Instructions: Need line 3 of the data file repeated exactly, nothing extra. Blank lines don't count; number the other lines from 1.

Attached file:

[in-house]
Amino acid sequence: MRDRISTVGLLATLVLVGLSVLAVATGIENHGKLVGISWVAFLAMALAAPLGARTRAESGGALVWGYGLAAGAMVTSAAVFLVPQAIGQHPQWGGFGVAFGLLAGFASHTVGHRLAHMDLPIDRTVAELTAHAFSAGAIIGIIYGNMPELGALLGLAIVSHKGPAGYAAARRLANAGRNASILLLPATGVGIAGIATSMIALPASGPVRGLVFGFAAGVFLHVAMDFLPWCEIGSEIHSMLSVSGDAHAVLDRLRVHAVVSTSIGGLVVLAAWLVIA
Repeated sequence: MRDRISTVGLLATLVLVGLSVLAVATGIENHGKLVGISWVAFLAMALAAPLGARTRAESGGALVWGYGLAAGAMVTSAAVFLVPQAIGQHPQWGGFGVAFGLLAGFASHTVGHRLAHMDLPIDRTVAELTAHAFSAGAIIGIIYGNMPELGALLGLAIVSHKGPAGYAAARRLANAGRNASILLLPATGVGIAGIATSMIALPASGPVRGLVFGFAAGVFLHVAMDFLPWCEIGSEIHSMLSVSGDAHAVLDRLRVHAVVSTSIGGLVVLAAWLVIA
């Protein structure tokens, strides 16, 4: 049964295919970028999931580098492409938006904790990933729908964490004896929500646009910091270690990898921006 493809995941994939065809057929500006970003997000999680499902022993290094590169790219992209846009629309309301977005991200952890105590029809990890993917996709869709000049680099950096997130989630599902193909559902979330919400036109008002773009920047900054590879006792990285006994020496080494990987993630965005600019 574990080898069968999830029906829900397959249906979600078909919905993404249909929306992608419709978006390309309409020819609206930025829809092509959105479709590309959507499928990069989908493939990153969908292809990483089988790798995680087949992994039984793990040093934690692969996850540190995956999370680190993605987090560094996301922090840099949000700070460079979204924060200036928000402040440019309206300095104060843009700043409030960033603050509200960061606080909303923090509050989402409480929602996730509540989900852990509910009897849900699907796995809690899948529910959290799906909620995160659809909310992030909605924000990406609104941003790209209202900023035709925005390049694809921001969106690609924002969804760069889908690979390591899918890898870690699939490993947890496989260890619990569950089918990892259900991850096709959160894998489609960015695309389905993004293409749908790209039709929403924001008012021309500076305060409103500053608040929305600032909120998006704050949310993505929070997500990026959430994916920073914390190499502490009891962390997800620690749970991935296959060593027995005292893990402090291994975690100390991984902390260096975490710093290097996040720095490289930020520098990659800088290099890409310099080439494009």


Repeated sequence: MRDRISTVGLLATLVLVGLSVLAVATGIENHGKLVGISWVAFLAMALAAPLGARTRAESGGALVWGYGLAAGAMVTSAAVFLVPQAIGQHPQWGGFGVAFGLLAGFASHTVGHRLAHMDLPIDRTVAELTAHAFSAGAIIGIIYGNMPELGALLGLAIVSHKGPAGYAAARRLANAGRNASILLLPATGVGIAGIATSMIALPASGPVRGLVFGFAAGVFLHVAMDFLPWCEIGSEIHSMLSVSGDAHAVLDRLRVHAVVSTSIGGLVVLAAWLVIA